The Economics Network

Improving economics teaching and learning for over 20 years

5. Online assessment and the use of media

Online assessment is very common in economics modules. Its key advantage, especially for large classes, is immediate feedback to the students. Moreover, online practice with objective-answer questions, can be very useful for students to reinforce their understanding and can be used by instructors as formative and summative assessment. Indeed, many textbooks provide companion websites that supply supplementary material including assessment based on multiple choice quizzes.[1]

Popular learning environments provided by publishers include Pearson’s MyEconLab (and new arrival Revel), McGraw Hill’s Connect, Cengage’s Aplia and Wiley’s Wiley Plus. Virtual learning environments, such as Blackboard and Moodle, allow instructors to construct assignments from multiple choice, true/false, fill-the-blanks, and other types of questions. In addition, questions can embed figures, diagrams and audio or video clips.

Standard online assignments have drawbacks, however. Questions and feedback tend to be standardized. Especially with MCQs, students are not incentivised to understand the material in its entirety, but only have to identify (often by a process of sequential elimination) the answer most likely to be correct.

There are two recent developments that could allow instructors to move away from standard and repetitive MCQs. The first is the use of more interactive visual material, such as clickable images and interactive diagrams. The second is the possibility for questions to adapt to students’ performance; for example, questions that, if answered incorrectly, provide additional questions and hints to help the student towards a correct answer. The platform MapleTA,[2] built around the mathematical software Maple, supports the creation of algorithmic questions and analytic manipulation.[3] It can also create adaptive questions and clickable diagrams. A very important advantage of MapleTA is full integration with virtual learning environments such as Blackboard. This means that taking an assignment does not require logging in to a different site.

Clickable images / Sketch-the-graph questions

MapleTA allows instructors to create questions that show a visual item (for example a diagram, a figure, even a table with data) where students are asked to identify a particular portion and click on it. Figure 13 shows a question asking students to identify the area of the graph representing the profit of a monopolist. The advantage of this type of question is that students interact directly with the figure, instead of picking the most likely alternative among a set of possible answers.

Figure 13: example of clickable question in MapleTA

The visual content does not have to be a diagram. Figure 14 below shows a question asking students to study the payoff matrix of a very simple 2x2 simultaneous move game and identify a player's best response. Again, students will have to understand and interact with the whole payoff matrix, not just a subset as is often the case with MCQs.

Figure 14: clickable image question with a pay-off matrix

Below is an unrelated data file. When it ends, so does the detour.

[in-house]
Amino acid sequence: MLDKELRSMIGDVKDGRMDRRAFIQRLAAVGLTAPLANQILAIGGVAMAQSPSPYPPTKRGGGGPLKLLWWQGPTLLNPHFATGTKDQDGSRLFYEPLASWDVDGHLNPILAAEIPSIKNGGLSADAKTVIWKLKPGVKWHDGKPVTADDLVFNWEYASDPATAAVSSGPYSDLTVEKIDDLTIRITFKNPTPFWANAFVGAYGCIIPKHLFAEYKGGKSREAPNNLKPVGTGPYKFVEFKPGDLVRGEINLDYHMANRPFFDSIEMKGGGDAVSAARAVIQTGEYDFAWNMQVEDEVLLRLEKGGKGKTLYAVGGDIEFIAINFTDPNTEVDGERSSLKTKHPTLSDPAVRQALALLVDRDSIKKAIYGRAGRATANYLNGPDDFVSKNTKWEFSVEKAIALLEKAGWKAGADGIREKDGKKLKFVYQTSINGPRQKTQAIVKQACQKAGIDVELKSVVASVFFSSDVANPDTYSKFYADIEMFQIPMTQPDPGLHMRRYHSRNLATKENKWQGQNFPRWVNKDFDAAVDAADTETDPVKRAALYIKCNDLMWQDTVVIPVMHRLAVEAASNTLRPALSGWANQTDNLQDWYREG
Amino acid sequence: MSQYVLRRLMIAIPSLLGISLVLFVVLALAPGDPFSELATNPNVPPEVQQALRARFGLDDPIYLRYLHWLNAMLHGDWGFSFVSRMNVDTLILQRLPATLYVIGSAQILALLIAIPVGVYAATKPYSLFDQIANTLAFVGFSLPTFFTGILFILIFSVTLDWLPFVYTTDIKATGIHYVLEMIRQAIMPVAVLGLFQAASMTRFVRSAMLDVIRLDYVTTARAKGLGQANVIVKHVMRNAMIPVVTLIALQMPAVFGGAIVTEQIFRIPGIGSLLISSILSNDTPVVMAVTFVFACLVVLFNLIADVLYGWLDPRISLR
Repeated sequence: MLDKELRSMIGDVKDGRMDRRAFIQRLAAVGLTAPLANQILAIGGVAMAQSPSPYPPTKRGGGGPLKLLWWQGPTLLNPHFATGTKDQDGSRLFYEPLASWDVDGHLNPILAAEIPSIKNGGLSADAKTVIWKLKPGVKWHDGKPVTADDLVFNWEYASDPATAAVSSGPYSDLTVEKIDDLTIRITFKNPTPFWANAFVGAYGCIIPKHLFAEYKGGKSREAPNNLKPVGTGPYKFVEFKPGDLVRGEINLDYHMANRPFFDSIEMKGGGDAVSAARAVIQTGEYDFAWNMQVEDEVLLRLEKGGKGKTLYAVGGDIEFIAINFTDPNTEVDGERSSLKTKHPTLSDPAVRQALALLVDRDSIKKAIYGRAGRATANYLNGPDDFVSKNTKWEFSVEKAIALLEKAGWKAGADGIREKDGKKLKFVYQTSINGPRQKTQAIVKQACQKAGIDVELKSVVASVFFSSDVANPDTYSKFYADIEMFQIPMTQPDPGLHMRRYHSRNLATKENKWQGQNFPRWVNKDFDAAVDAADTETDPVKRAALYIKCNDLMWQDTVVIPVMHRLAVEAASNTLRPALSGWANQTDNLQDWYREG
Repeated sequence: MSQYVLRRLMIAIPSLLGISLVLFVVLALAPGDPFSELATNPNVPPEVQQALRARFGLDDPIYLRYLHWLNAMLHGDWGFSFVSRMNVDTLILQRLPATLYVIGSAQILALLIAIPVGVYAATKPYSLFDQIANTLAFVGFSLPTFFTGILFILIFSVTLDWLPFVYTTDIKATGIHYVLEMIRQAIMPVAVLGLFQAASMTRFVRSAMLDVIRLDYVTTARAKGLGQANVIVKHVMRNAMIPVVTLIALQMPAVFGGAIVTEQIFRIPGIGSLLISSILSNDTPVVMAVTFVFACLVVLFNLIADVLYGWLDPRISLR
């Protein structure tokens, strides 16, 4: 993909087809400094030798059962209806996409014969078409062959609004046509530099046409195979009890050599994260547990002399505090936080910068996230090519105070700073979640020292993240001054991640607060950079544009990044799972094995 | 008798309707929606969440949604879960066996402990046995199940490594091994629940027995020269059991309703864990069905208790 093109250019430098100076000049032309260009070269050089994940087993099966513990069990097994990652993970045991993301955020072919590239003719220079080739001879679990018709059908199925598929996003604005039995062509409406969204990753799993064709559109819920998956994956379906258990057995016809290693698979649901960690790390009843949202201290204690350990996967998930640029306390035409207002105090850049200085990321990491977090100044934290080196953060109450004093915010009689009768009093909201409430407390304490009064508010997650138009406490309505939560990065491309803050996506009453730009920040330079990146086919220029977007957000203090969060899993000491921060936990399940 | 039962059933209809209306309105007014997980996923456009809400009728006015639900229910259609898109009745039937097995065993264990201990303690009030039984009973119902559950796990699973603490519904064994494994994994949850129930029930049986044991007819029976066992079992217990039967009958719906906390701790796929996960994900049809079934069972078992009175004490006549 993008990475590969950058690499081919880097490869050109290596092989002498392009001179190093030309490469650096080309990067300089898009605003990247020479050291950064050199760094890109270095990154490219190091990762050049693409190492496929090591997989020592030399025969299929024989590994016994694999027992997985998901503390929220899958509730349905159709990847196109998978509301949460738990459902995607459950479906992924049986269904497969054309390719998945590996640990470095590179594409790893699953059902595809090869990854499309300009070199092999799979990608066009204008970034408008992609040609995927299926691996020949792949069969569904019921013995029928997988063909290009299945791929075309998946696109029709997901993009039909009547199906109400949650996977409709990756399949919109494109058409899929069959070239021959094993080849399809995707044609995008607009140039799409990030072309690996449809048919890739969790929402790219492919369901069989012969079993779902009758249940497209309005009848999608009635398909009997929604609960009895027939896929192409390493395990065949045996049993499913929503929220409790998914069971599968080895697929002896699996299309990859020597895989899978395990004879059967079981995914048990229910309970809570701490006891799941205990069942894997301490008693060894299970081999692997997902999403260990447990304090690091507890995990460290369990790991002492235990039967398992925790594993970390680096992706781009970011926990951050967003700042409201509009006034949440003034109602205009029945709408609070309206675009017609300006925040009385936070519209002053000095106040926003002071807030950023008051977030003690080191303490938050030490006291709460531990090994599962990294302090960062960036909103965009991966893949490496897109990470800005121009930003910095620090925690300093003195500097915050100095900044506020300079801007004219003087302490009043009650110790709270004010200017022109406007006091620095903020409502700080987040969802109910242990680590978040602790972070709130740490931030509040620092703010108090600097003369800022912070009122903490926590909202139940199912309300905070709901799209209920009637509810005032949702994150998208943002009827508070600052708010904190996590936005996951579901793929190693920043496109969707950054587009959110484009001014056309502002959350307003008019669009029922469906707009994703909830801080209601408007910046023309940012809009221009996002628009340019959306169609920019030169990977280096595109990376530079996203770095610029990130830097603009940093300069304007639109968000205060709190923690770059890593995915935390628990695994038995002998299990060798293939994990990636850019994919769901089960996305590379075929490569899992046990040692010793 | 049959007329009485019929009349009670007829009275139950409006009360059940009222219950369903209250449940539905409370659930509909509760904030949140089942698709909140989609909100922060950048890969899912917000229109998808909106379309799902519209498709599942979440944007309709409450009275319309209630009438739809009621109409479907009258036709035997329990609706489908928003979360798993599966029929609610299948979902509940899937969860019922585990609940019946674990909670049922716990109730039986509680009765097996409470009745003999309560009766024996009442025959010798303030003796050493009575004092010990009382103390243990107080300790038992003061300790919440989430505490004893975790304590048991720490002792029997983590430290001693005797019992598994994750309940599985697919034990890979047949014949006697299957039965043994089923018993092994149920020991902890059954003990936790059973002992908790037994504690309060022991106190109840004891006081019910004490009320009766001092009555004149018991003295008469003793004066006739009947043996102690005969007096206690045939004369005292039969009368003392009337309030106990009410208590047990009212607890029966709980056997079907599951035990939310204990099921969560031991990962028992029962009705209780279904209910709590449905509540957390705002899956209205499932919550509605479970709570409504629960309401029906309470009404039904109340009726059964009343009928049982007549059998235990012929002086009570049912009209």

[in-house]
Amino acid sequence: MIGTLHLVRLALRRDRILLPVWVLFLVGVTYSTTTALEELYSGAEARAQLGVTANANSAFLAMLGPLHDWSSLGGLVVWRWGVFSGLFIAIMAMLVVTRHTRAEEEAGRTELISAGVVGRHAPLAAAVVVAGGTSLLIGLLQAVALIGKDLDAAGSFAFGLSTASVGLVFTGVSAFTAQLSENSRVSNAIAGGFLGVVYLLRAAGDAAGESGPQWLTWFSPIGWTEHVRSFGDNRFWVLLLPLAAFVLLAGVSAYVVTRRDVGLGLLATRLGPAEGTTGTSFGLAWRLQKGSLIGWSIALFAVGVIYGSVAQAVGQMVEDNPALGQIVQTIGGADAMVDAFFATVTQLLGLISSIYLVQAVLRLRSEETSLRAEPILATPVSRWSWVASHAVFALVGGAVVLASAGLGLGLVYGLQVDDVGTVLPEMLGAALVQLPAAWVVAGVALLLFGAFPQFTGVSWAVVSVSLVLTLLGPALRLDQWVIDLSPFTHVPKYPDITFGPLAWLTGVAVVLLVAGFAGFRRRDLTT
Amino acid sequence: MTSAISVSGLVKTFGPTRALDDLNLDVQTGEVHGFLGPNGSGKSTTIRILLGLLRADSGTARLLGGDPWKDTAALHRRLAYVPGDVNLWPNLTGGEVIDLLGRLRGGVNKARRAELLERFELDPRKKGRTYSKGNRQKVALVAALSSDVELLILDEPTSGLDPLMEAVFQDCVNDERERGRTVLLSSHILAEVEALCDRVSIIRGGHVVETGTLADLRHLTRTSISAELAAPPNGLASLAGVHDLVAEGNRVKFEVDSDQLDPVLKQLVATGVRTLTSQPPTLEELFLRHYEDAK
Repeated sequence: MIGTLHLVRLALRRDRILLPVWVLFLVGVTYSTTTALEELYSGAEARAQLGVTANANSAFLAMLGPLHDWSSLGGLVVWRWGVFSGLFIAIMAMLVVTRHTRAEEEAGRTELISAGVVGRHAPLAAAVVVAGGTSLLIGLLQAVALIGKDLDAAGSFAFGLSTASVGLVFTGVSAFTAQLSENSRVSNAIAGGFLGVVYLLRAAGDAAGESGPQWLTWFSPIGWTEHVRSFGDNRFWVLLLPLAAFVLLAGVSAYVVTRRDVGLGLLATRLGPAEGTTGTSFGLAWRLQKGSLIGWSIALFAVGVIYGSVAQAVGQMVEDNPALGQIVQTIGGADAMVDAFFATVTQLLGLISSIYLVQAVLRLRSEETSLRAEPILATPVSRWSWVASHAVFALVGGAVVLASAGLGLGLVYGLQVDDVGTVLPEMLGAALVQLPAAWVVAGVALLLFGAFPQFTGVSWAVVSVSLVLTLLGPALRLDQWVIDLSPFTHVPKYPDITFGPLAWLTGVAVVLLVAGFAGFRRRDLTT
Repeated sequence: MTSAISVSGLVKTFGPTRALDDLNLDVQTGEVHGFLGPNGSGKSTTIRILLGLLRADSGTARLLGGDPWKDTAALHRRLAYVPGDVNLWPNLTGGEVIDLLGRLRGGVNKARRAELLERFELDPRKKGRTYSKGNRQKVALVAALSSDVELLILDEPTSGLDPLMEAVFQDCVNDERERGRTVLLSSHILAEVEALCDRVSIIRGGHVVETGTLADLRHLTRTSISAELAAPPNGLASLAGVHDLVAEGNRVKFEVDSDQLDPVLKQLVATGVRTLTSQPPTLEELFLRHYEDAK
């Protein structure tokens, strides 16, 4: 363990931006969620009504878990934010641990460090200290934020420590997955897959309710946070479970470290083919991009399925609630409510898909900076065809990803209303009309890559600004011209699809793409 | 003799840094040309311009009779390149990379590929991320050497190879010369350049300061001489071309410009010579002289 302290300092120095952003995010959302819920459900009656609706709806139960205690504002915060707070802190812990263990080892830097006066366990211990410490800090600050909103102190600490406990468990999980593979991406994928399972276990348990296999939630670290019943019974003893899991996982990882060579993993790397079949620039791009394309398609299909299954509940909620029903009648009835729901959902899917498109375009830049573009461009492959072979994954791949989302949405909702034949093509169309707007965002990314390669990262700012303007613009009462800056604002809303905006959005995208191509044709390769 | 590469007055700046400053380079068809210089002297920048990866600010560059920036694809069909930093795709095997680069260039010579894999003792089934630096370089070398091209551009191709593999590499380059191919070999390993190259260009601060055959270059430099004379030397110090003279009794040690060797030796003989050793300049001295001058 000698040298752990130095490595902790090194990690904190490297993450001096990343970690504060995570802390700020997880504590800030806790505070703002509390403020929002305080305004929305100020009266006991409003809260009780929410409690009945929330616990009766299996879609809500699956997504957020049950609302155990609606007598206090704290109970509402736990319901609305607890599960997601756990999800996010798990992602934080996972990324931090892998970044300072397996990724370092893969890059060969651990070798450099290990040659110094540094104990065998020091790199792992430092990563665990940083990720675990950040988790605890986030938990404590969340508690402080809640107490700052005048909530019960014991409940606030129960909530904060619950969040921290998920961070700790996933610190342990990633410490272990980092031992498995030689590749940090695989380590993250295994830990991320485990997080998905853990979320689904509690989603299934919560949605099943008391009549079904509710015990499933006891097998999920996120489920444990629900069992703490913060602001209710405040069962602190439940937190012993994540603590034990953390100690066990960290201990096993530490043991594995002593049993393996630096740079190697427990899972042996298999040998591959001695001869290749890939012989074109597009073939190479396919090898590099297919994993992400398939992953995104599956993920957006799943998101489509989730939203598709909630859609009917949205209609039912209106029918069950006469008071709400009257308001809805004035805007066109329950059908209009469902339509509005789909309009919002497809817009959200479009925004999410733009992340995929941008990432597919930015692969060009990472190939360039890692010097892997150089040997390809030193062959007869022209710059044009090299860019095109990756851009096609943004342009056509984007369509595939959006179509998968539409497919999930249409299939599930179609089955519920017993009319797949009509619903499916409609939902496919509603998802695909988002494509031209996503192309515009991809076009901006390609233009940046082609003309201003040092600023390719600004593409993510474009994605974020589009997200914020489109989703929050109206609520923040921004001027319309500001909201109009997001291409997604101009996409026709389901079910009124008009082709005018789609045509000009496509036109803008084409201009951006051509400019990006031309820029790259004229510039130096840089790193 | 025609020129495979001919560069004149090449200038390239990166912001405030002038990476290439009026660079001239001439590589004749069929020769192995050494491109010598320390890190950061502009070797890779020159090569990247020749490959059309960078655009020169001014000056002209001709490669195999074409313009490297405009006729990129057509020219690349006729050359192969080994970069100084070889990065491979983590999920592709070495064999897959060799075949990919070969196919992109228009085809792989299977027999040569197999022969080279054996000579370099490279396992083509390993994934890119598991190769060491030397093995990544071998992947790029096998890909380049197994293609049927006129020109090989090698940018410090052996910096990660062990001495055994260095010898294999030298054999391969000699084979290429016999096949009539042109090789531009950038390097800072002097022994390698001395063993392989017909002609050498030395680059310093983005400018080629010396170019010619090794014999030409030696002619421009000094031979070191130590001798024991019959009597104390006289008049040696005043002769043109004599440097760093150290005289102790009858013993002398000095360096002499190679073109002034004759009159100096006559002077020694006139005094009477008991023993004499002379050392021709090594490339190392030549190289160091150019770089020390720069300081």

Ideally, instructors may want students to be able to reproduce diagrams. The sketch-the-graph question type requires students to use MapleTA's graphic toolbox to draw a diagram. Figure 15 shows a question asking students to draw the demand function and profit maximisation choice from figure 13.

Figure 15: an example of “sketch the graph” question in MapleTA

Adaptive questions

In a standard multiple choice question, a wrong answer gets no mark (or negative marks) and, possibly, feedback including the correct answer. This may be a little frustrating and disheartening to some students, in particular to those who have a general understanding of the material. Ideally, instructors would give students a combination of encouragement ("You did not get it right. It's OK, let's approach the question step-by-step"), technical information (for example "recall the concept of...") and questions (not necessarily multiple choice) to test their effective understanding. The student would thus learn to identify important concepts and apply them correctly. Eventually, the student should be awarded at least a partial mark. This is what any instructor would do in one-to-one or small group teaching.

This personalised approach cannot be replicated with standard online assignments. Fortunately, MapleTA allows adaptive online questions that do precisely what we are suggesting. Students can be prompted with an additional, and related, sub-question if they get the main question wrong. This way, instructors can guide students step by step and support them in finding alternative ways to answer the original question. If carefully designed, essentially every question in MapleTA can be adaptive and combine various question types.

Figure 16 shows an adaptive version of the graphical question from Figure 15 above.

Figure 16: adaptive question in MapleTA

[1] Olczak (2014) identifies a positive effect of publishers’ web-based resources on student learning.


[3] These features should be particularly welcome by those instructors teaching modules with mathematical content. The fact that MapleTA can process algebraic expressions implies that expressions 2a+b and b+2a are considered to be equal. This would not be true in assignments created within standard virtual learning environments. In addition, MapleTA allows instructors to access all Maple packages and use algorithms to create randomised mathematical objects such as variables, equations, matrices, etc.